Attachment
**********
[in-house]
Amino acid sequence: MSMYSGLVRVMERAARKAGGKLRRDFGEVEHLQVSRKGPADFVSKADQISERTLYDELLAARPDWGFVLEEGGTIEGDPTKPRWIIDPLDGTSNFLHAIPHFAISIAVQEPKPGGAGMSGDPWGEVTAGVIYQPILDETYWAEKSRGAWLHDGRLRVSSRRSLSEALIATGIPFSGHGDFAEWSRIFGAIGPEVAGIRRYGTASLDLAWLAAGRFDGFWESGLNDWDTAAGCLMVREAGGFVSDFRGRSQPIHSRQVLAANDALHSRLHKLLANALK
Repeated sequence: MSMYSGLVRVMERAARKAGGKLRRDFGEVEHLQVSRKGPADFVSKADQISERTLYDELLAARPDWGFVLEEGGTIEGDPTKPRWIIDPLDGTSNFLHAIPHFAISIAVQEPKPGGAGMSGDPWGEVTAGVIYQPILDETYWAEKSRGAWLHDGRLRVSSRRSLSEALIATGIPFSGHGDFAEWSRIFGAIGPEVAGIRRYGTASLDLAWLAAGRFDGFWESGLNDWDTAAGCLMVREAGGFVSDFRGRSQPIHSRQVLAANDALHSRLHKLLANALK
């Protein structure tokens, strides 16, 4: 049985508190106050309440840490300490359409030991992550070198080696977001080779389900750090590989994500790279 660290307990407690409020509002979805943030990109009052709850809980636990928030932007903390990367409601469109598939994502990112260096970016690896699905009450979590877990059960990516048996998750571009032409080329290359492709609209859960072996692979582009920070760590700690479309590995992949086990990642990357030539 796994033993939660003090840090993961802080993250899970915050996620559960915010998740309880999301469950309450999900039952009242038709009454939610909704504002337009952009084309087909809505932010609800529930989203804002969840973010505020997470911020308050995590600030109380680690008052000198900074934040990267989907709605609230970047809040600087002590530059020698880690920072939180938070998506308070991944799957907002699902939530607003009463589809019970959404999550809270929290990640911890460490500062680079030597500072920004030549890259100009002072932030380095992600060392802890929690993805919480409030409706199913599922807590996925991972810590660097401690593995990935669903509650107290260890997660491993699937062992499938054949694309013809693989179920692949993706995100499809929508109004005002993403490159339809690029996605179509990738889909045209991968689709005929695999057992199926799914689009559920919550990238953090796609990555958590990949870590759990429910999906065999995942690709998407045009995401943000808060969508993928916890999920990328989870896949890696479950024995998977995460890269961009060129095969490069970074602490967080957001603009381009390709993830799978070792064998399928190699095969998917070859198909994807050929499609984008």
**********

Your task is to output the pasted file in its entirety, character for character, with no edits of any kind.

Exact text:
[in-house]
Amino acid sequence: MSMYSGLVRVMERAARKAGGKLRRDFGEVEHLQVSRKGPADFVSKADQISERTLYDELLAARPDWGFVLEEGGTIEGDPTKPRWIIDPLDGTSNFLHAIPHFAISIAVQEPKPGGAGMSGDPWGEVTAGVIYQPILDETYWAEKSRGAWLHDGRLRVSSRRSLSEALIATGIPFSGHGDFAEWSRIFGAIGPEVAGIRRYGTASLDLAWLAAGRFDGFWESGLNDWDTAAGCLMVREAGGFVSDFRGRSQPIHSRQVLAANDALHSRLHKLLANALK
Repeated sequence: MSMYSGLVRVMERAARKAGGKLRRDFGEVEHLQVSRKGPADFVSKADQISERTLYDELLAARPDWGFVLEEGGTIEGDPTKPRWIIDPLDGTSNFLHAIPHFAISIAVQEPKPGGAGMSGDPWGEVTAGVIYQPILDETYWAEKSRGAWLHDGRLRVSSRRSLSEALIATGIPFSGHGDFAEWSRIFGAIGPEVAGIRRYGTASLDLAWLAAGRFDGFWESGLNDWDTAAGCLMVREAGGFVSDFRGRSQPIHSRQVLAANDALHSRLHKLLANALK
């Protein structure tokens, strides 16, 4: 049985508190106050309440840490300490359409030991992550070198080696977001080779389900750090590989994500790279 660290307990407690409020509002979805943030990109009052709850809980636990928030932007903390990367409601469109598939994502990112260096970016690896699905009450979590877990059960990516048996998750571009032409080329290359492709609209859960072996692979582009920070760590700690479309590995992949086990990642990357030539 796994033993939660003090840090993961802080993250899970915050996620559960915010998740309880999301469950309450999900039952009242038709009454939610909704504002337009952009084309087909809505932010609800529930989203804002969840973010505020997470911020308050995590600030109380680690008052000198900074934040990267989907709605609230970047809040600087002590530059020698880690920072939180938070998506308070991944799957907002699902939530607003009463589809019970959404999550809270929290990640911890460490500062680079030597500072920004030549890259100009002072932030380095992600060392802890929690993805919480409030409706199913599922807590996925991972810590660097401690593995990935669903509650107290260890997660491993699937062992499938054949694309013809693989179920692949993706995100499809929508109004005002993403490159339809690029996605179509990738889909045209991968689709005929695999057992199926799914689009559920919550990238953090796609990555958590990949870590759990429910999906065999995942690709998407045009995401943000808060969508993928916890999920990328989870896949890696479950024995998977995460890269961009060129095969490069970074602490967080957001603009381009390709993830799978070792064998399928190699095969998917070859198909994807050929499609984008």